Why We're Not Interested in "Building Community"


NOTE: This post originally appeared in an email to the Midtown Community. It's been adapted for the Midtown blog. We mean no disrespect for the community builders among us. Hear us out.  

Do you know this phrase? "We're building community." 

Community feels good. We are included. We laugh. We eat things together. We "do life" together. We show up and leave on time. 

Are you part of a group with a purpose of building community? It’s just a matter of time before the good feelings disappear and things get weird. Or someone says, "We should do a service project." Then the leaders work really hard to schedule a volunteer project (probably something with hairnets) and only half the group shows up. Then they grow old and wonder, "Where are the millennials?" 

We're all for friend groups. Friend groups are good. But groups of friends are not organizations and they don't have a mission. Friend groups are amazing and we need more of them. But they are like herding cats.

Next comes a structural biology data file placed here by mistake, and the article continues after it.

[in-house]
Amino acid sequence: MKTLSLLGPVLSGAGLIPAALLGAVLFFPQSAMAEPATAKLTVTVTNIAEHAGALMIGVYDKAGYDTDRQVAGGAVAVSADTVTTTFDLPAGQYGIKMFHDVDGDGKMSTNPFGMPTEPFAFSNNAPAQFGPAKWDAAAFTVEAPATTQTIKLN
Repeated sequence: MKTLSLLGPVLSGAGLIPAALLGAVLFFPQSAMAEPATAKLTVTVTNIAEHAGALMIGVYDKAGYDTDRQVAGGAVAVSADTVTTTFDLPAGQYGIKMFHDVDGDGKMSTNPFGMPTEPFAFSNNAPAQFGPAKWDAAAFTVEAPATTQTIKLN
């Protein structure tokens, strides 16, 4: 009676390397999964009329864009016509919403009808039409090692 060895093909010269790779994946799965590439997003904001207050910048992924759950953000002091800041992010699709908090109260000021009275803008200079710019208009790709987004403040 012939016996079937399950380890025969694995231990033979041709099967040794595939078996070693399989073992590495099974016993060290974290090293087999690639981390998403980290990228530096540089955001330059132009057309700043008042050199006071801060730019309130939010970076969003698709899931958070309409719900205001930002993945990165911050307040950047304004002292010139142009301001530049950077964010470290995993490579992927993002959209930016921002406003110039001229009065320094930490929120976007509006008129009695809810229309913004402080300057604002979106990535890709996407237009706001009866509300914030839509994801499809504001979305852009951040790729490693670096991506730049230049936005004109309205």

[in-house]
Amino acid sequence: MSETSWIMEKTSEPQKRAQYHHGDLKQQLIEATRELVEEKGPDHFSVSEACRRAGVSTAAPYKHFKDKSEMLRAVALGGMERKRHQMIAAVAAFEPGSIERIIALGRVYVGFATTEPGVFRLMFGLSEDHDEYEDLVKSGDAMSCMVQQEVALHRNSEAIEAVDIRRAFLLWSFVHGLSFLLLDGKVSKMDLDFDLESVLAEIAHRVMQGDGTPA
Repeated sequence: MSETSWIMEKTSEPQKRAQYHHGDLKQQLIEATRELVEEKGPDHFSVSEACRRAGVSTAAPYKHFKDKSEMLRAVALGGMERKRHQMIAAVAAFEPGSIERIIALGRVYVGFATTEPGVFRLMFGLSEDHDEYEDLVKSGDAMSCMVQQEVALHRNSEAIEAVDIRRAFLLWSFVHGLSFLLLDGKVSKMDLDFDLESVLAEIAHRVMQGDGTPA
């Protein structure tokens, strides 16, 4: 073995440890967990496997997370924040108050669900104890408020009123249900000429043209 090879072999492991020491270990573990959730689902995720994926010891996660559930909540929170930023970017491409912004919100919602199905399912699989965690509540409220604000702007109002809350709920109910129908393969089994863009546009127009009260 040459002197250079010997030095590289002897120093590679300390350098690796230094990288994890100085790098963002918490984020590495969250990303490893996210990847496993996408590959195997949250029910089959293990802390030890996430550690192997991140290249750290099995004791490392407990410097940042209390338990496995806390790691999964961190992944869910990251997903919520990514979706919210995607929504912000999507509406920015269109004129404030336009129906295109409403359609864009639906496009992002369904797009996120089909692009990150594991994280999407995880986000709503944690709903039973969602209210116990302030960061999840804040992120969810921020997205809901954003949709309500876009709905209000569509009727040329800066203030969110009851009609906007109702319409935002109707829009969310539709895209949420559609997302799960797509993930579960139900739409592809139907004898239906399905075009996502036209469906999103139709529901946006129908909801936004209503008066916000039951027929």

Now, before you think we’re anti-community (we're not), let’s explore this further. In recent years we have learned that if you want to build community, it starts by doing hard things in service to others and doing those things together.  

It's about how a group starts. When we start with mission – activities to make the world a better place – we ultimately realize we can’t do this alone. We need others to do it with and we need others to do it for. And when we join teams and groups to do something for the world, community is built along the way. It happens naturally. We share in the struggle.  

Have you been asked to be part of a community? Run for the hills!

Have you been asked to be part of something that brings more and more beauty, energy and joy to the world? Join that! And when you do, expect community to be built along the way.  

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